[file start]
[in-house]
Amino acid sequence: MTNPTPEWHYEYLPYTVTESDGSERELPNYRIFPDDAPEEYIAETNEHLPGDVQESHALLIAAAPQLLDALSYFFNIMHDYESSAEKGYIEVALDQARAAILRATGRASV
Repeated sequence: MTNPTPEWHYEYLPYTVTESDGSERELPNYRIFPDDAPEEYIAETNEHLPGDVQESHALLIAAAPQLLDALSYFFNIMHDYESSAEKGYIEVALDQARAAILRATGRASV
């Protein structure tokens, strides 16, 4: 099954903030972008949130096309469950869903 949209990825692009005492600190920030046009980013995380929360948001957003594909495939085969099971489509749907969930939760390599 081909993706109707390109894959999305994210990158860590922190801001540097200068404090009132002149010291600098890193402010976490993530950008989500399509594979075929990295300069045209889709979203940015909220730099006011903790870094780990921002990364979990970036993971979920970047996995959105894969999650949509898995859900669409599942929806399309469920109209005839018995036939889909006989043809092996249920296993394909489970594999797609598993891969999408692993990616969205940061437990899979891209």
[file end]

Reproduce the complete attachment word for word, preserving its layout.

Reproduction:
[in-house]
Amino acid sequence: MTNPTPEWHYEYLPYTVTESDGSERELPNYRIFPDDAPEEYIAETNEHLPGDVQESHALLIAAAPQLLDALSYFFNIMHDYESSAEKGYIEVALDQARAAILRATGRASV
Repeated sequence: MTNPTPEWHYEYLPYTVTESDGSERELPNYRIFPDDAPEEYIAETNEHLPGDVQESHALLIAAAPQLLDALSYFFNIMHDYESSAEKGYIEVALDQARAAILRATGRASV
């Protein structure tokens, strides 16, 4: 099954903030972008949130096309469950869903 949209990825692009005492600190920030046009980013995380929360948001957003594909495939085969099971489509749907969930939760390599 081909993706109707390109894959999305994210990158860590922190801001540097200068404090009132002149010291600098890193402010976490993530950008989500399509594979075929990295300069045209889709979203940015909220730099006011903790870094780990921002990364979990970036993971979920970047996995959105894969999650949509898995859900669409599942929806399309469920109209005839018995036939889909006989043809092996249920296993394909489970594999797609598993891969999408692993990616969205940061437990899979891209």